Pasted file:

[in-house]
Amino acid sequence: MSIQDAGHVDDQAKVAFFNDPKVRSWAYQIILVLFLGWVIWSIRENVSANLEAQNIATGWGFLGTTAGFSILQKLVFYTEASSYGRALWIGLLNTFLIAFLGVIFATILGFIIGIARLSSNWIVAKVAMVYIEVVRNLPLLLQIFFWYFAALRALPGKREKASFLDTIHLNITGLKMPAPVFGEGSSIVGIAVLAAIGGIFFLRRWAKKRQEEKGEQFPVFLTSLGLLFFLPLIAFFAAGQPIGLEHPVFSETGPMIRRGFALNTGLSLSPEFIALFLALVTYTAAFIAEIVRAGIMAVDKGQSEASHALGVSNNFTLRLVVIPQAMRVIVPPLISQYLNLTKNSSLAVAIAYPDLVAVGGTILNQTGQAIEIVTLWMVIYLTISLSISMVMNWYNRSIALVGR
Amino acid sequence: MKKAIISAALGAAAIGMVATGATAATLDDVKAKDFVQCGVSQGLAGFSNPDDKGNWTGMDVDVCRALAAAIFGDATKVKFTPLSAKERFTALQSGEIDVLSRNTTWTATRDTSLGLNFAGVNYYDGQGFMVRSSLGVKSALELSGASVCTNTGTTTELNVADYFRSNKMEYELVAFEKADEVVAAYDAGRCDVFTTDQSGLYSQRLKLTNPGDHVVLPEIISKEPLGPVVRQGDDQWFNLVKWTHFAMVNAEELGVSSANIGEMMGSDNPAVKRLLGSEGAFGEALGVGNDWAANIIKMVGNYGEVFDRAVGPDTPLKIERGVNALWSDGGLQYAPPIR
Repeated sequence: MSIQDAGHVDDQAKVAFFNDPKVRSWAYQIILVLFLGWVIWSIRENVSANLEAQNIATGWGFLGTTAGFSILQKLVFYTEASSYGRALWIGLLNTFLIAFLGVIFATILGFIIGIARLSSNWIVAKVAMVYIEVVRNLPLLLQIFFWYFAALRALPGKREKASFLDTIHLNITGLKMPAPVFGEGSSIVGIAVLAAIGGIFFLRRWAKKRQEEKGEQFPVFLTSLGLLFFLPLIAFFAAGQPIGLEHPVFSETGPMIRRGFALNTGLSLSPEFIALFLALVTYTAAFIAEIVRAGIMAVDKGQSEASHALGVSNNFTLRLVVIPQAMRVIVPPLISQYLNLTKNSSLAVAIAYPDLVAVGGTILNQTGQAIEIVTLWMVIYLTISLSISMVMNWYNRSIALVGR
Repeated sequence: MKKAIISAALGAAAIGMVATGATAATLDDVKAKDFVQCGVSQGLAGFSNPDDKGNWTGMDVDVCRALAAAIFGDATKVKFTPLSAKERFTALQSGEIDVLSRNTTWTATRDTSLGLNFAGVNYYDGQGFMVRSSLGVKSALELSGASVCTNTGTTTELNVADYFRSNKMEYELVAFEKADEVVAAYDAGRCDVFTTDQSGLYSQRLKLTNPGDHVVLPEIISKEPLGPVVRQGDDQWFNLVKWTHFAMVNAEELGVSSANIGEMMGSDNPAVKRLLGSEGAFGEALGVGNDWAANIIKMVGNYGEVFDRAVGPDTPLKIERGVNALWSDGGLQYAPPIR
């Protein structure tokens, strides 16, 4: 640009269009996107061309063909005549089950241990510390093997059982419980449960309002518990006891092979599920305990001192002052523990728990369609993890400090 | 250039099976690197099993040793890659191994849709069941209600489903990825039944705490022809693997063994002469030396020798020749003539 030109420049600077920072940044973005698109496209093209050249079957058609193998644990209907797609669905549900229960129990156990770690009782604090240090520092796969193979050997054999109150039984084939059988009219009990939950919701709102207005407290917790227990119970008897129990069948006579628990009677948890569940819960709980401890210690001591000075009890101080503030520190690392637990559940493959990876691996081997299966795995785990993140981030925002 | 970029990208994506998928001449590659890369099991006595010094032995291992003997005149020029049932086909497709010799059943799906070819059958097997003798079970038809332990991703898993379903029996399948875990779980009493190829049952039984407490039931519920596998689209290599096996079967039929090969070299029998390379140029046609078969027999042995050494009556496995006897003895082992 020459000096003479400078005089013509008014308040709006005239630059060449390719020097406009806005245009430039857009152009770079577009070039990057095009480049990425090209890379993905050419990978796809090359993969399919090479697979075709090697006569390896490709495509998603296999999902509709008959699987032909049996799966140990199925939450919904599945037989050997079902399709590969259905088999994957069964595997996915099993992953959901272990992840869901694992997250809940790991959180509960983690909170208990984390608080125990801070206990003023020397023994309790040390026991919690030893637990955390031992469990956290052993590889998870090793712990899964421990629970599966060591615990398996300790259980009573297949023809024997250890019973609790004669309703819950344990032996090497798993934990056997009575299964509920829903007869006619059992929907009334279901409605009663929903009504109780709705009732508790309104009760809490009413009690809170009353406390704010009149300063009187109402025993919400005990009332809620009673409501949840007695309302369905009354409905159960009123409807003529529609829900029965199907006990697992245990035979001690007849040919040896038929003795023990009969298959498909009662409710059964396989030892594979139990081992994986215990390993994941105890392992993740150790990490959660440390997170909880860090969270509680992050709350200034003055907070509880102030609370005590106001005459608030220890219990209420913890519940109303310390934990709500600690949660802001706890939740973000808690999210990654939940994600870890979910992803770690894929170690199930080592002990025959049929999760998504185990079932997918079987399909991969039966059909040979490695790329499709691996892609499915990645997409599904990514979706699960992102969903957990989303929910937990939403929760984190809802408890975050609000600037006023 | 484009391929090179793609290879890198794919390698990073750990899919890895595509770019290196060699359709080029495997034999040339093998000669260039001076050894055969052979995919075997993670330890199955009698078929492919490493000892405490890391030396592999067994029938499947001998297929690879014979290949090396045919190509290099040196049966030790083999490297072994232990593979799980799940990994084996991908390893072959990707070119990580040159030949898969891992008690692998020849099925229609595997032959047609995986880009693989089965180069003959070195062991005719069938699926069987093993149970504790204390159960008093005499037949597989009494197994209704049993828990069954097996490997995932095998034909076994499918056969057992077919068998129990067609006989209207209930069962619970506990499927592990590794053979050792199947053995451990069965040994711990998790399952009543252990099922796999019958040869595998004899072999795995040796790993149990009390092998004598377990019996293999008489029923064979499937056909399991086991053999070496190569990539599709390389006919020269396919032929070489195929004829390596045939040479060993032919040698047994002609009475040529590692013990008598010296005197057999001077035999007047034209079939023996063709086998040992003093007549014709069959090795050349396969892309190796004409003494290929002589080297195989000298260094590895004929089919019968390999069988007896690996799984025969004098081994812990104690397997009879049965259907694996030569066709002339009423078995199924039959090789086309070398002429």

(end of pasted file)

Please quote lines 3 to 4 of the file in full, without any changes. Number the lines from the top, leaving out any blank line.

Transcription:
Amino acid sequence: MKKAIISAALGAAAIGMVATGATAATLDDVKAKDFVQCGVSQGLAGFSNPDDKGNWTGMDVDVCRALAAAIFGDATKVKFTPLSAKERFTALQSGEIDVLSRNTTWTATRDTSLGLNFAGVNYYDGQGFMVRSSLGVKSALELSGASVCTNTGTTTELNVADYFRSNKMEYELVAFEKADEVVAAYDAGRCDVFTTDQSGLYSQRLKLTNPGDHVVLPEIISKEPLGPVVRQGDDQWFNLVKWTHFAMVNAEELGVSSANIGEMMGSDNPAVKRLLGSEGAFGEALGVGNDWAANIIKMVGNYGEVFDRAVGPDTPLKIERGVNALWSDGGLQYAPPIR
Repeated sequence: MSIQDAGHVDDQAKVAFFNDPKVRSWAYQIILVLFLGWVIWSIRENVSANLEAQNIATGWGFLGTTAGFSILQKLVFYTEASSYGRALWIGLLNTFLIAFLGVIFATILGFIIGIARLSSNWIVAKVAMVYIEVVRNLPLLLQIFFWYFAALRALPGKREKASFLDTIHLNITGLKMPAPVFGEGSSIVGIAVLAAIGGIFFLRRWAKKRQEEKGEQFPVFLTSLGLLFFLPLIAFFAAGQPIGLEHPVFSETGPMIRRGFALNTGLSLSPEFIALFLALVTYTAAFIAEIVRAGIMAVDKGQSEASHALGVSNNFTLRLVVIPQAMRVIVPPLISQYLNLTKNSSLAVAIAYPDLVAVGGTILNQTGQAIEIVTLWMVIYLTISLSISMVMNWYNRSIALVGR